Thanks for the reminder Jeremy Lin
Unless you’ve been hiding under a rock or shun absolutely all sports news, then you’ve probably heard of Jeremy Lin by now. The New York Knicks point guard has come out of nowhere to take the sports world by storm. Lin was an undrafted free agent coming out of Harvard, and after being picked up by Golden State he played sparingly and was eventually dropped. He landed briefly in Houston before being cut again. He was then picked up by the Knicks but sat at the end of the bench until injuries to superstars Carmelo Anthony and Arare Stoudamire forced him into action. He made the most of his opportunity, scoring more points in his first five starts than anyone in NBA history.
Now I have to admit, I hate the NBA. Ever since the league went from being a team game that highlighted great rivalries between cities to promoting individual players and often glorifying thugs who happened to be good at basketball, I lost interest (somewhere back in the ’90s). But Jeremy Lin quickly caught my interest, not only because he is an incredible Cinderella story, but also because of his outspoken Christian faith. The inevitable comparisons were made to Tim Tebow, but it quickly became apparent that Jeremy Lin is his own person and represents a different perspective on Christianity.
This became apparent to me after reading Michael Luo’s great piece in the NY Times, ‘Lin’s Appeal: Faith, Pride and Points.’ The article is Luo’s intensely personal reflection on how Lin’s success is about so much more than basketball. Luo was the first to open my eyes to how Lin is beautifully representing his faith in a way that is true to his culture and heritage. His success has made Lin the very public face for a vibrant but often overlooked segment of American Christianity, and Keith Bradsher’s piece in the NY Times pointed out, he’s also making waves in China where Christians are still persecuted for their faith.
Then this week I read a great post by Carl Park over on the Gospel Coalition’s blog where he builds on Luo’s reflections on why Asian American Christians are connecting to Lin differently than they have to Tebow. Park does a great job of pointing out that the experience of being an Asian-American Christian is quite different from that of Anglo-American Christians, though that experience is not as widely known. The controversies of the Anglo-American church have not been their controversies. They aren’t experiencing the decline of the broader American church but are actually experiencing vibrant growth. The Asian-American church has an important voice in the conversation about Christianity in America that has been largely unheard. Park’s hope is that Lin-sanity is changing that:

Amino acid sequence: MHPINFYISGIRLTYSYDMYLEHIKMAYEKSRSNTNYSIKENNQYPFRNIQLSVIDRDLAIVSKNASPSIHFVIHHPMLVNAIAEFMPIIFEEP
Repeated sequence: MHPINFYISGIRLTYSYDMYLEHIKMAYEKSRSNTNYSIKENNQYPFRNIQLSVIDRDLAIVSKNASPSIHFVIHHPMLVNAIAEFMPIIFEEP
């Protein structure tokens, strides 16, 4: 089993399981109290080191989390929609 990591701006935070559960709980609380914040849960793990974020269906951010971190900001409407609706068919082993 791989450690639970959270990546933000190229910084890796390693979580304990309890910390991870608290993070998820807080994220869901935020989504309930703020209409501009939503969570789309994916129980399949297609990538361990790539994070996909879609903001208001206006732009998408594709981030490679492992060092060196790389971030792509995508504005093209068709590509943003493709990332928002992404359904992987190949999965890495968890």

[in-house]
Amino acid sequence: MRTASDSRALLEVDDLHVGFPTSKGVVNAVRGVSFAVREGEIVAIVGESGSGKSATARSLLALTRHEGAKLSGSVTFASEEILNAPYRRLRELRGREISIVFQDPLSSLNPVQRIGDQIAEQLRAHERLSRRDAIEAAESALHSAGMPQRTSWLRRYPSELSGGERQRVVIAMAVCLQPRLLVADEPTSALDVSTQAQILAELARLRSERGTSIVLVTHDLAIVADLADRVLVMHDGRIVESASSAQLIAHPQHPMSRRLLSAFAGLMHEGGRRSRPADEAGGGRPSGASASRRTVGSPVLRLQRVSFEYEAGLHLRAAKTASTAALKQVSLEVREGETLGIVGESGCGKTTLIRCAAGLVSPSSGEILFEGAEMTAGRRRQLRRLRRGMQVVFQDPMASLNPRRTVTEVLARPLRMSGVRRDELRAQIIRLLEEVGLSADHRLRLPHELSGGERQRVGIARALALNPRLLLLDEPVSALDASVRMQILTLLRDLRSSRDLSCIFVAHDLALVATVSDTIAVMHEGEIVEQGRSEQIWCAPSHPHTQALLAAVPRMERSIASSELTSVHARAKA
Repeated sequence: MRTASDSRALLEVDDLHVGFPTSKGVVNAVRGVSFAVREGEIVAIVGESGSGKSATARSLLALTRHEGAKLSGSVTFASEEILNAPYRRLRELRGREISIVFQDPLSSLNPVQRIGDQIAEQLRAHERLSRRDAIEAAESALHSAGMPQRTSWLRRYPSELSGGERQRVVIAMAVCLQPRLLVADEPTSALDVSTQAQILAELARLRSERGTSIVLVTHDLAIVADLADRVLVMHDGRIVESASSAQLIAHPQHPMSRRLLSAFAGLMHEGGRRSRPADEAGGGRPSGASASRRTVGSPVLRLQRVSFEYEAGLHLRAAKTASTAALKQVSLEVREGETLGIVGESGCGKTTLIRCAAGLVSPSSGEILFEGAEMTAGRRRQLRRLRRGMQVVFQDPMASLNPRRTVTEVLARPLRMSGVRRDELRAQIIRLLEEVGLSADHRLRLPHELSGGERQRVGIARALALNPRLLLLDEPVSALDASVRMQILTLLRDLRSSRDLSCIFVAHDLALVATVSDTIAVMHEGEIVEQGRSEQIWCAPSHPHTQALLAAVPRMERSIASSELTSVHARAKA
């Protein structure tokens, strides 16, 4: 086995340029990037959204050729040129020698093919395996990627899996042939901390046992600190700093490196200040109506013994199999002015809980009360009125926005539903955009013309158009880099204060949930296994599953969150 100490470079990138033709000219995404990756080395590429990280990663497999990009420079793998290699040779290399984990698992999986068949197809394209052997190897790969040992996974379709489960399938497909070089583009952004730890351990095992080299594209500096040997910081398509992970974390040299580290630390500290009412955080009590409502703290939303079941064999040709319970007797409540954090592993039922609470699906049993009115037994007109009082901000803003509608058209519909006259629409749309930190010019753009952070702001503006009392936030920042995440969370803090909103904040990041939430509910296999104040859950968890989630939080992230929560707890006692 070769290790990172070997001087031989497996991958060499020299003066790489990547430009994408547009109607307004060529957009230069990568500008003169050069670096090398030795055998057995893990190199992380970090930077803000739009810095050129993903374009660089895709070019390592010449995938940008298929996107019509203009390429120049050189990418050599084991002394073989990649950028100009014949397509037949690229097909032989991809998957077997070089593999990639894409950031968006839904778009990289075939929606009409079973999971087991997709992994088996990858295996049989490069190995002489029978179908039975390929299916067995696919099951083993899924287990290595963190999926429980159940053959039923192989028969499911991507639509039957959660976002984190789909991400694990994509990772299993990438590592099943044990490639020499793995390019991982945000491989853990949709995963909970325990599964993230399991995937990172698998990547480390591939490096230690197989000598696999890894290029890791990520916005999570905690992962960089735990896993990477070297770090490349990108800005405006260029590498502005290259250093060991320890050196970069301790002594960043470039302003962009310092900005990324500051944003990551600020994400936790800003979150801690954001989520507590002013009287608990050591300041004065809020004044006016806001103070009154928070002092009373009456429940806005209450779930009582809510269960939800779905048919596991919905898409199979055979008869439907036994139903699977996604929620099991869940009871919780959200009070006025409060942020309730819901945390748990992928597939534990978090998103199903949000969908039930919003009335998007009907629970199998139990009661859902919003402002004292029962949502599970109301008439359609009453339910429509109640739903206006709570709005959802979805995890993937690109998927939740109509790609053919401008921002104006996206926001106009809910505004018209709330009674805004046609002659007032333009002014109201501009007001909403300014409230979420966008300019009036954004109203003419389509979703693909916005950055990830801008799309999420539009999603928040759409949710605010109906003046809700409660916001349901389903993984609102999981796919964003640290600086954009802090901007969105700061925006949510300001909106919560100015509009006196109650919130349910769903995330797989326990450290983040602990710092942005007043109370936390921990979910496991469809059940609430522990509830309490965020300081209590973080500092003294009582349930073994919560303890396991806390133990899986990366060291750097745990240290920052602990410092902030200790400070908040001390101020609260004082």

Linsanity, for Asian Americans, is only partly about basketball. More significantly, it’s about that outside experience being recognized by others and, even further, evolving into inclusion. Can what happened to Lin in the NBA happen to him and other Asian American Christians in the broader American church? Can it encourage Asian American Christians to give more of their gifts and leadership to the community—and Community—at large? It sounds grandiose, insane. But, as we’ve seen the last two weeks, insanity happens.
After living in central Asia and eastern Europe for an extended period of time and traveling regularly throughout my life to serve churches around the world, you’d think I would be more consciously aware of the importance of learning about faith from other cultures. But it’s so easy to become ethno-centric – to spend time primarily with people who look and think similarly to you. It’s easy to only hear the loudest voices and assume they represent the whole picture of what God is doing in the American church. But Jeremy Lin has reminded me that even though we share the same citizenship – both on earth and in heaven – we have very different experiences of life and faith. There is much to learn from those who are different from me, but it is easy to forget that. Thanks for the reminder Jeremy Lin.
**Image from Flickr user nikk_la, used under Creative Commons license .